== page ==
Furthermore Bowie took experimentation to new levels. Lodger forges new territory into randomness in his art-making. He’d been using a lyrical cut-up technique, derived from author William S. Burroughs, since Diamond Dogs. Also, inspired by Iggy Pop’s spontaneously recorded lyrics on their collaborations The Idiot and Lust For Life, Bowie had incorporated his own cut-up style with mostly spontaneous lyrics throughout the recording of Low and “Heroes.” Finally, with Lodger, Bowie found a lyrical style and method that incorporated and expanded on these histories. Jumbled, intentionally clunky visual references, broken or incomplete declarations, emotional dramatics tempered by longing romanticism—after Lodger, these elements became a signature lyrical style throughout the rest of Bowie’s career.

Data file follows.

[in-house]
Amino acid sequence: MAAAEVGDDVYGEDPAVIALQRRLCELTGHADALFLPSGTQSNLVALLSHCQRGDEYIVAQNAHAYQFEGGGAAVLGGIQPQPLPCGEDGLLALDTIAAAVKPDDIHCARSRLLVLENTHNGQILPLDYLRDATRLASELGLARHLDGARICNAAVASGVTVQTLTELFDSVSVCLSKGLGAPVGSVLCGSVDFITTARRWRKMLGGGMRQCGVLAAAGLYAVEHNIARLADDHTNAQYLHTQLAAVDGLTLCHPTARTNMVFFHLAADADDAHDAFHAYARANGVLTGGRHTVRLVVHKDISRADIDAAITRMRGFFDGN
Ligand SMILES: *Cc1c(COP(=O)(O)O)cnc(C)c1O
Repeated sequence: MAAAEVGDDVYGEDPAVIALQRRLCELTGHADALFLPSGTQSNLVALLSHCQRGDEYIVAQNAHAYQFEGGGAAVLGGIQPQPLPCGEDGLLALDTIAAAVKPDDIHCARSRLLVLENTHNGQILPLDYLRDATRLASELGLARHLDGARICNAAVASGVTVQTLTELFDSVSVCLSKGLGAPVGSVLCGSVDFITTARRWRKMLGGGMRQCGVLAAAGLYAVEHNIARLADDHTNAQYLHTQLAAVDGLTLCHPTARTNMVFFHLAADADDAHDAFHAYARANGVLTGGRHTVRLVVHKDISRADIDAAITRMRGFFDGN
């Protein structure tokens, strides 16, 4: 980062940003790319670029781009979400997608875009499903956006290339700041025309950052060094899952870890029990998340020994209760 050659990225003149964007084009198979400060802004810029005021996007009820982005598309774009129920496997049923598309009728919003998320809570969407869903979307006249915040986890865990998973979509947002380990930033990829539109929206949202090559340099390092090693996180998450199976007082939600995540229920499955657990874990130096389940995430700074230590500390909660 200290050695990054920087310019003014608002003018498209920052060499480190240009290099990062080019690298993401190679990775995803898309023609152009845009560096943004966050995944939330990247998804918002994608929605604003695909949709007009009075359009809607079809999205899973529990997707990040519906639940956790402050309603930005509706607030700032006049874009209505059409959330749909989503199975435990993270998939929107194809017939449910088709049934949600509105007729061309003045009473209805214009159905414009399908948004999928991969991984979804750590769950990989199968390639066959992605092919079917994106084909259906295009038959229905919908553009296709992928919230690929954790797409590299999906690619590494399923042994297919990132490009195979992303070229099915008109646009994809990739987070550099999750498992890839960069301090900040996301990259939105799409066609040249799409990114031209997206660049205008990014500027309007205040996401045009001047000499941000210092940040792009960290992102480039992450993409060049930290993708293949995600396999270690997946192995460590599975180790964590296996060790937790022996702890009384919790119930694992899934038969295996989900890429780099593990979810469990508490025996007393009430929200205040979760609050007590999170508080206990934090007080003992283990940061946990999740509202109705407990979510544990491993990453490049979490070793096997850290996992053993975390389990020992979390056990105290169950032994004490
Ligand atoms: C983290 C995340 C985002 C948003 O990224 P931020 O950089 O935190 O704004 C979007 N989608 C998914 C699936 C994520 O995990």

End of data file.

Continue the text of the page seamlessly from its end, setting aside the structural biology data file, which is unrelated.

This new remix of Lodger has a number of interesting differences from the original, but I actually prefer the first production and don’t believe the updates add anything important to the themes of the music. Frankly, this mix seems a bit toothless compared to the original. It actually seems to neuter the power of Lodger somewhat. There doesn’t seem to be the same bravery behind it, giving the production a slight glossiness without revealing any deeper character.